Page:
Storm Water and Flood Management
When facing saturated soil and continuous heavy rainfall, what do you do when standing water occurs on your property?
The problem of standing water (urban flooding) is very common across our northwest suburban, greater Chicagoland area.
Larger and larger residential buildings, occupy smaller and smaller parcels of land, which translates into huge amounts of storm water shedding-off impervious roof tops and paved areas. With less water absorbing surfaces available (lawn areas, gardens, forests, etc.), fast accumulating excess water runoff will eventually pool, over-flowing rapidly toward a nearby low-graded area, creating a standing water (ponding) situation.
If you happen to be the unlucky property owner, found to be situated on the lowest topographical site in your immediate area, the excess runoff water generated from every surrounding high-grade property, is sadly, heading your way.
We have discovered that there are only a few ways to effectively manage excess storm water, especially when routine ponding/flooding occurs on a residential site (in particular).
Here are a few steps to begin the process of managing storm water at your property.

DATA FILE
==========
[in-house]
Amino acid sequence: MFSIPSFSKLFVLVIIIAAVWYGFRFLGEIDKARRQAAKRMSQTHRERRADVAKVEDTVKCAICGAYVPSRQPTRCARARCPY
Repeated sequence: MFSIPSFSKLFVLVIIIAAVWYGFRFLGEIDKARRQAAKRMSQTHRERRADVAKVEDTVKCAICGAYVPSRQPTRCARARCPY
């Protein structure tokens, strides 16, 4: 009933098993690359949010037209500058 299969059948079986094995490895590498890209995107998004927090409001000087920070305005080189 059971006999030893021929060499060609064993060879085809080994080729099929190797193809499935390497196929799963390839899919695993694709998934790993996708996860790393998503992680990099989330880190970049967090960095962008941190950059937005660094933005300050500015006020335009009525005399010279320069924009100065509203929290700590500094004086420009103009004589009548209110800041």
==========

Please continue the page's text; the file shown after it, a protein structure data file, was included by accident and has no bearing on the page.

First, contact your local government and provide pictures and detailed history (if available) as to how routine flooding has become a serious problem for you and your property.
Inquire if any municipal-level flood control projects are in the works.
Locate any/all nearby storm sewer inlet points. If one exists, be sure to keep surface debris off of inlet grate cover.
If no municipal storm sewer inlet exists in the immediate vicinity, contact your local government to see if one can be installed at/near your property.
If a municipal storm sewer inlet is not available for any reason, consider on-site flood water relocation and/or underground water retention (if possible).
Lastly, if excess run-off water/flooding occurs and there is no financially feasible solution available, consider the creation of a water friendly landscape. Dedicate a portion of your property as a so-called wetland, install water loving plants, use raised soil berms to direct/contain excess water, conceal dedicated "wet area" with adjacent live screens (hedges, tall evergreens,, etc. - if possible) and/or other sizeable structures.
As you can see, there is no quick-fix to solve a serious standing water problem. Any possible solution involves time, in many cases a large financial investment and the participation of many local qualified professionals to achieve the drainage improvement goal at hand. Please contact Pacocha Landscaping Services, Inc. with any questions or landscape improvement projects needed at your property. Thank you for visiting our site and have a great day!